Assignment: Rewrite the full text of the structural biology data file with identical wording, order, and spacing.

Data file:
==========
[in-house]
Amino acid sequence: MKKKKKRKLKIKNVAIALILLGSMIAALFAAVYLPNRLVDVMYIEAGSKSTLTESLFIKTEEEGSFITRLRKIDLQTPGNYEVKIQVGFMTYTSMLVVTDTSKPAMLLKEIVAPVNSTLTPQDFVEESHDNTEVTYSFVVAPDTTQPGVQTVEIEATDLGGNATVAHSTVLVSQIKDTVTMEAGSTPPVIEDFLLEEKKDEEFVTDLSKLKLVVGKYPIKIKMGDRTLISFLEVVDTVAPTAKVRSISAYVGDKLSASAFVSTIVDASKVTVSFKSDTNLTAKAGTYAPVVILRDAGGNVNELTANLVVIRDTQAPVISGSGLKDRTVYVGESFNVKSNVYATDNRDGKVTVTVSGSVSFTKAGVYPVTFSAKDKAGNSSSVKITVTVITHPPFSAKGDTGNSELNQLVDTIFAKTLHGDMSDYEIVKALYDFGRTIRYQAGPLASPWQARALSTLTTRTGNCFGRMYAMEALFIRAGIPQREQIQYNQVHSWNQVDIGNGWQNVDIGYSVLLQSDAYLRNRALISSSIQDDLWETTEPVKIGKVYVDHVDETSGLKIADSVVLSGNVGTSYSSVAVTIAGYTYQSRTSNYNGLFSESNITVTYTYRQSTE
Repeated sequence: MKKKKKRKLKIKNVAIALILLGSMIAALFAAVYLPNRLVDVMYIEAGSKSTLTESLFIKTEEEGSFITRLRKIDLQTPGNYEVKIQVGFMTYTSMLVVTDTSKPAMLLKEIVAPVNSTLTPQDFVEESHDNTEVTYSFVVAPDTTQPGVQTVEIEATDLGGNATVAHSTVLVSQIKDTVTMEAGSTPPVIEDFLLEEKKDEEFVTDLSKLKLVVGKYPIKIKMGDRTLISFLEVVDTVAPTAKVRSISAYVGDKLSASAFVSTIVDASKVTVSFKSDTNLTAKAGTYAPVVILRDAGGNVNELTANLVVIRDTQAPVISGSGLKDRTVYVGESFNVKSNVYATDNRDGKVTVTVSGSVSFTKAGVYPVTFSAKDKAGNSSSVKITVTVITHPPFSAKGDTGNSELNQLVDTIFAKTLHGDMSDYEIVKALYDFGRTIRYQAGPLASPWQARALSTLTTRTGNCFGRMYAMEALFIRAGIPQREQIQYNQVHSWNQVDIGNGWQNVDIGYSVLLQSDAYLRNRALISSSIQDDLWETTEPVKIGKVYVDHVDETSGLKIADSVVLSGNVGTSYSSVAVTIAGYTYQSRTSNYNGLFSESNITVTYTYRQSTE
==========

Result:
[in-house]
Amino acid sequence: MKKKKKRKLKIKNVAIALILLGSMIAALFAAVYLPNRLVDVMYIEAGSKSTLTESLFIKTEEEGSFITRLRKIDLQTPGNYEVKIQVGFMTYTSMLVVTDTSKPAMLLKEIVAPVNSTLTPQDFVEESHDNTEVTYSFVVAPDTTQPGVQTVEIEATDLGGNATVAHSTVLVSQIKDTVTMEAGSTPPVIEDFLLEEKKDEEFVTDLSKLKLVVGKYPIKIKMGDRTLISFLEVVDTVAPTAKVRSISAYVGDKLSASAFVSTIVDASKVTVSFKSDTNLTAKAGTYAPVVILRDAGGNVNELTANLVVIRDTQAPVISGSGLKDRTVYVGESFNVKSNVYATDNRDGKVTVTVSGSVSFTKAGVYPVTFSAKDKAGNSSSVKITVTVITHPPFSAKGDTGNSELNQLVDTIFAKTLHGDMSDYEIVKALYDFGRTIRYQAGPLASPWQARALSTLTTRTGNCFGRMYAMEALFIRAGIPQREQIQYNQVHSWNQVDIGNGWQNVDIGYSVLLQSDAYLRNRALISSSIQDDLWETTEPVKIGKVYVDHVDETSGLKIADSVVLSGNVGTSYSSVAVTIAGYTYQSRTSNYNGLFSESNITVTYTYRQSTE
Repeated sequence: MKKKKKRKLKIKNVAIALILLGSMIAALFAAVYLPNRLVDVMYIEAGSKSTLTESLFIKTEEEGSFITRLRKIDLQTPGNYEVKIQVGFMTYTSMLVVTDTSKPAMLLKEIVAPVNSTLTPQDFVEESHDNTEVTYSFVVAPDTTQPGVQTVEIEATDLGGNATVAHSTVLVSQIKDTVTMEAGSTPPVIEDFLLEEKKDEEFVTDLSKLKLVVGKYPIKIKMGDRTLISFLEVVDTVAPTAKVRSISAYVGDKLSASAFVSTIVDASKVTVSFKSDTNLTAKAGTYAPVVILRDAGGNVNELTANLVVIRDTQAPVISGSGLKDRTVYVGESFNVKSNVYATDNRDGKVTVTVSGSVSFTKAGVYPVTFSAKDKAGNSSSVKITVTVITHPPFSAKGDTGNSELNQLVDTIFAKTLHGDMSDYEIVKALYDFGRTIRYQAGPLASPWQARALSTLTTRTGNCFGRMYAMEALFIRAGIPQREQIQYNQVHSWNQVDIGNGWQNVDIGYSVLLQSDAYLRNRALISSSIQDDLWETTEPVKIGKVYVDHVDETSGLKIADSVVLSGNVGTSYSSVAVTIAGYTYQSRTSNYNGLFSESNITVTYTYRQSTE